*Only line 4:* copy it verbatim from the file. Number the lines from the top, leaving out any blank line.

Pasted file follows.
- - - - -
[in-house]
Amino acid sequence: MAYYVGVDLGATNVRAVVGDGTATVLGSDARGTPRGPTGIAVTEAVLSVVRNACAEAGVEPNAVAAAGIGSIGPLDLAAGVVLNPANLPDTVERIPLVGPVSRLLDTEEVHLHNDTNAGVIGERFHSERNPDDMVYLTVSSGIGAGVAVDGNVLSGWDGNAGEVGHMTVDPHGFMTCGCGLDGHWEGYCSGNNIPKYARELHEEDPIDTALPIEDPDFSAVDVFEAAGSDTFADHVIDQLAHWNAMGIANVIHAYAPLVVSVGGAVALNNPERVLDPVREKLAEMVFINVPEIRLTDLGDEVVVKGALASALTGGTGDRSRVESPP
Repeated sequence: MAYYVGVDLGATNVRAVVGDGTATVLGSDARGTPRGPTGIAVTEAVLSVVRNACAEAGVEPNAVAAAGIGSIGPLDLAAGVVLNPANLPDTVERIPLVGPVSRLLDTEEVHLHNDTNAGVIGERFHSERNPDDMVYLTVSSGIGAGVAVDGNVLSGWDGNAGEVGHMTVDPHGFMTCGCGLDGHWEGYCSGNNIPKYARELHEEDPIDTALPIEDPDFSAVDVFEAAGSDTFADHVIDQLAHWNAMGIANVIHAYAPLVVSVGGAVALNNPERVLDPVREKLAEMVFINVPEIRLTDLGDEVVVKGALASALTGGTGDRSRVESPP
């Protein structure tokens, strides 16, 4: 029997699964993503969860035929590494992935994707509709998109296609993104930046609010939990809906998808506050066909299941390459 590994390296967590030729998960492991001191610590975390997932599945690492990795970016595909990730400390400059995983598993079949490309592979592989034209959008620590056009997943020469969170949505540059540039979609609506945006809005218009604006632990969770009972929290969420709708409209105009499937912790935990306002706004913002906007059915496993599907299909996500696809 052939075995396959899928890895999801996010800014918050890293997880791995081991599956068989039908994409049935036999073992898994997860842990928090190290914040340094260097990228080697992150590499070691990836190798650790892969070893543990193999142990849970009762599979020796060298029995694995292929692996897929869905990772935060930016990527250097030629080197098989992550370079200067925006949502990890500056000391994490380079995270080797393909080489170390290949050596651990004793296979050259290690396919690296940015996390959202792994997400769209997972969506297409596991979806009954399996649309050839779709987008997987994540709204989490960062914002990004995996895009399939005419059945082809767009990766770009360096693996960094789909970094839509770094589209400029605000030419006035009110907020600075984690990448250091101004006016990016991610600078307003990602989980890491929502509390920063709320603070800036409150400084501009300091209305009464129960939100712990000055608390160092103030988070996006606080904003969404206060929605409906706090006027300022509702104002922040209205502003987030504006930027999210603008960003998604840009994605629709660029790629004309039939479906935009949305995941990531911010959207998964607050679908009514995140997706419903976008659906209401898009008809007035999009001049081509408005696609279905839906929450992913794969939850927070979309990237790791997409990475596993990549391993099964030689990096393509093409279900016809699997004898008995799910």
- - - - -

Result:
């Protein structure tokens, strides 16, 4: 029997699964993503969860035929590494992935994707509709998109296609993104930046609010939990809906998808506050066909299941390459 590994390296967590030729998960492991001191610590975390997932599945690492990795970016595909990730400390400059995983598993079949490309592979592989034209959008620590056009997943020469969170949505540059540039979609609506945006809005218009604006632990969770009972929290969420709708409209105009499937912790935990306002706004913002906007059915496993599907299909996500696809 052939075995396959899928890895999801996010800014918050890293997880791995081991599956068989039908994409049935036999073992898994997860842990928090190290914040340094260097990228080697992150590499070691990836190798650790892969070893543990193999142990849970009762599979020796060298029995694995292929692996897929869905990772935060930016990527250097030629080197098989992550370079200067925006949502990890500056000391994490380079995270080797393909080489170390290949050596651990004793296979050259290690396919690296940015996390959202792994997400769209997972969506297409596991979806009954399996649309050839779709987008997987994540709204989490960062914002990004995996895009399939005419059945082809767009990766770009360096693996960094789909970094839509770094589209400029605000030419006035009110907020600075984690990448250091101004006016990016991610600078307003990602989980890491929502509390920063709320603070800036409150400084501009300091209305009464129960939100712990000055608390160092103030988070996006606080904003969404206060929605409906706090006027300022509702104002922040209205502003987030504006930027999210603008960003998604840009994605629709660029790629004309039939479906935009949305995941990531911010959207998964607050679908009514995140997706419903976008659906209401898009008809007035999009001049081509408005696609279905839906929450992913794969939850927070979309990237790791997409990475596993990549391993099964030689990096393509093409279900016809699997004898008995799910």